About these ads

Do small volcanoes have a big climate impact?

asdf

New research may help explain the overall effect of volcanoes on global climate. Photo courtesy USGS.

New research tracks aerosols from volcanic eruptions

Staff Report

FRISCO — Sunlight-reflecting particles from relatively small volcanic eruptions may add up to have a significant effect on global temperatures, according to a new climate study that tries to quantify the cumulative impact of aerosols from volcanoes.

According to the research, based on a combination of measurements taken on the ground, in the air and from satellites, small volcanic eruptions that occurred between 2000 and 2013 deflected almost double the amount of solar radiation previously estimated.

That’s enough to lower global temperatures by about  0.05 to 0.12 degrees Celsius, the scientists concluded in their study, which appears in Geophysical Research Letters. Continue reading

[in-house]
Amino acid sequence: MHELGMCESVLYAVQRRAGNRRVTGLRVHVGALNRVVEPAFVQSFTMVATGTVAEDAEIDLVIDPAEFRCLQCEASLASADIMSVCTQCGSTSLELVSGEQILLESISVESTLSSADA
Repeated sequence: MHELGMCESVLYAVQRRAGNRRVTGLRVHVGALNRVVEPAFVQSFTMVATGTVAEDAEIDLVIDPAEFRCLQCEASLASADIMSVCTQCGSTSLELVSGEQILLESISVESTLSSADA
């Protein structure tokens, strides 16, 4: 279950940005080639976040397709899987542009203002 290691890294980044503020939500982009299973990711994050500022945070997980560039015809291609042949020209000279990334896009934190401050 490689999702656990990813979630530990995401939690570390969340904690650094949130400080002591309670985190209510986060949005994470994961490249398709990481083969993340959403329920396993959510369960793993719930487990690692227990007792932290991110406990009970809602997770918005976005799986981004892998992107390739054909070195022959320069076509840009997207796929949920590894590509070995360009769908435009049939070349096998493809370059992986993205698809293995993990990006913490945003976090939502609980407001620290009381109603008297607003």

About these ads

Huge volcanic eruptions can lead to fast climate change

Will the world get it together on climate change?

Researchers are getting a better handle on what might have caused the Permian extinction. Photo courtesy NASA.

Acid rain, ozone depletion contributed to ancient mass extinction

By Summit Voice

FRISCO — While the steady increase in greenhouse gas concentrations may be a slow form of ecocide, massive volcanic eruptions may have the ability to alter the atmosphere so profoundly that it leads to relatively sudden and widespread mass extinctions.

That’s likely what happened 250 million years ago, at the end of the Permian period, when there was a mass extinction so severe that it remains the most traumatic known species die-off in Earth’s history. Previous research has suggested the event was triggered by contemporaneous volcanic eruptions in Siberia, and a recent followup study looked at the effects those eruptions had on Earth’s atmosphere. Continue reading